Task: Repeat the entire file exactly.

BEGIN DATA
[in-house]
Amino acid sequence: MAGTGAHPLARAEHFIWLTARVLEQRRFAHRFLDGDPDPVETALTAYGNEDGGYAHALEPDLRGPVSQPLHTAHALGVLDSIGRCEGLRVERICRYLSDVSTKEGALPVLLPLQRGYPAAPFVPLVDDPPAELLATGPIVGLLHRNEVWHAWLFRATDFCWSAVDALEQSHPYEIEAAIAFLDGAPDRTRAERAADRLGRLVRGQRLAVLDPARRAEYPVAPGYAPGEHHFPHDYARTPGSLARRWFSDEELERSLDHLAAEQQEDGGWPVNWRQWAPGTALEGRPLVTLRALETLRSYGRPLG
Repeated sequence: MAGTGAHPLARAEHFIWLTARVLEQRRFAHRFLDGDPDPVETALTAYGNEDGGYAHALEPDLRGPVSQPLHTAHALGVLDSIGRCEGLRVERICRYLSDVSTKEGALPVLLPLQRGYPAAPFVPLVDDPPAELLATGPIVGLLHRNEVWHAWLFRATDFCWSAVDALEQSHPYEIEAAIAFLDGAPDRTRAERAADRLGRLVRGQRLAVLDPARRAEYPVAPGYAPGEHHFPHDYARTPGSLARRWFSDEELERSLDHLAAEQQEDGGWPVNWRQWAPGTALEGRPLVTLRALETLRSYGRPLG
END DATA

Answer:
[in-house]
Amino acid sequence: MAGTGAHPLARAEHFIWLTARVLEQRRFAHRFLDGDPDPVETALTAYGNEDGGYAHALEPDLRGPVSQPLHTAHALGVLDSIGRCEGLRVERICRYLSDVSTKEGALPVLLPLQRGYPAAPFVPLVDDPPAELLATGPIVGLLHRNEVWHAWLFRATDFCWSAVDALEQSHPYEIEAAIAFLDGAPDRTRAERAADRLGRLVRGQRLAVLDPARRAEYPVAPGYAPGEHHFPHDYARTPGSLARRWFSDEELERSLDHLAAEQQEDGGWPVNWRQWAPGTALEGRPLVTLRALETLRSYGRPLG
Repeated sequence: MAGTGAHPLARAEHFIWLTARVLEQRRFAHRFLDGDPDPVETALTAYGNEDGGYAHALEPDLRGPVSQPLHTAHALGVLDSIGRCEGLRVERICRYLSDVSTKEGALPVLLPLQRGYPAAPFVPLVDDPPAELLATGPIVGLLHRNEVWHAWLFRATDFCWSAVDALEQSHPYEIEAAIAFLDGAPDRTRAERAADRLGRLVRGQRLAVLDPARRAEYPVAPGYAPGEHHFPHDYARTPGSLARRWFSDEELERSLDHLAAEQQEDGGWPVNWRQWAPGTALEGRPLVTLRALETLRSYGRPLG